A Nonlinear Incompressible Model of the Human Tongue
Dr. William Levine, Professor
Dr. William Levine
The human tongue is important to the production of intelligible speech, to maintaining an airway during breathing, to swallowing, and to the processing of food in the mouth. An understanding of the tongue’s dynamics and control would be very helpful to those who would like to understand speech production, those who surgically treat macroglossia, and in some approaches to treating sleep apnea. The biomechanics of the tongue is unusual. There is no rigid structure, such as bone, in the tongue. This makes it one of a small group of biomechanical systems—other examples are the squid’s tentacles and the elephant’s trunk—known as muscular hydrostats. The rich collection of movements of these systems results from the interaction of actively contracting muscles with the incompressibility of the overall structure. Note also that, in the case of speech, it is the shape of the tongue that is important.
There have been many efforts to develop a computer model of the tongue’s dynamics. They all begin approximating the tongue by a technique known as finite elements. This amounts to assuming the tongue is made up of tiny masses interconnected by springs. Mathematical questions have been largely ignored. One of the novel features of our work is the creation of a genuine mathematical model of the tongue. This enables us to at least ask whether the finite element approximation might converge in the limit as the elements are made smaller and smaller.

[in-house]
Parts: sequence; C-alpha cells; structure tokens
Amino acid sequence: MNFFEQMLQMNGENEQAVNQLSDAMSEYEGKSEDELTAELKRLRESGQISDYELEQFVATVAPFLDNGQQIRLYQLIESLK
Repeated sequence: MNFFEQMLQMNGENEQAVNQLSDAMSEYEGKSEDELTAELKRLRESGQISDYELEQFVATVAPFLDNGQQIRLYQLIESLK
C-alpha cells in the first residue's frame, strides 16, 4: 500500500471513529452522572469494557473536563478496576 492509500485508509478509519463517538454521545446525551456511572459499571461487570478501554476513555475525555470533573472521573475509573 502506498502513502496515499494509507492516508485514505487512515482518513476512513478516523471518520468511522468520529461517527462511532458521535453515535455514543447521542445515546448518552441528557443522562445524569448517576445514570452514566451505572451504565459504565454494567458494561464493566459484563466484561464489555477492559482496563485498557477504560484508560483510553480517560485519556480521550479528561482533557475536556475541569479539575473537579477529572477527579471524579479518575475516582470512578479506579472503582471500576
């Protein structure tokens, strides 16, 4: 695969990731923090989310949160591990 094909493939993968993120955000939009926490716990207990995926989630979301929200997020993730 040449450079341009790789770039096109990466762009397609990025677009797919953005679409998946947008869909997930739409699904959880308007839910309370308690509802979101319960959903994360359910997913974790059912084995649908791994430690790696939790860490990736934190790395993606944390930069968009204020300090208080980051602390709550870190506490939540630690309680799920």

Our model takes the form of a partial differential equation. This equation incorporates the biomechanical features of the tongue, including the individual muscles with their elastic behavior. This system is controlled by adjusting a group of functions that describe how the brain influences the activation of individual muscles. One question that greatly interests us is how much control the brain has over muscle activation. To answer this we have been collecting data on the tongue shape as people speak and computing the activations needed to produce these shapes under different assumptions about the amount of control available.
Figure 1 (above, left): One frame from an untagged cine MRI sequence of images of the mid-sagittal plane of a human head during normal speech. The image is black where there is bone or air. The tongue is the large blob in the middle of the frame. The speaker is saying "aaaaoooo" and the image is from the first frame of the sequence.
One of our results is illustrated in Figure 2 (below). The finite elements of the original position of the tongue are shown with dots at the vertices. The corresponding elements after displacement as determined from an MRI image of a person speaking are shown with x’s at the corners. The elements that correspond to the best possible approximation to what actually happens when we can use only one control per muscle are shown as the “inverse solution.”
Investigators: William S. Levine, Caroline Essex-Torcaso, Maureen L. Stone*, Emi Z. Murano, Jerry L. Prince, Vijay Parthasarathy, and Wei Tian
Source of funding: The University of Maryland Dental School as a subcontract on an NIH grant to Maureen L. Stone
More information can be found at the web site: http://www.siam.org/pdf/news/914.pdf.
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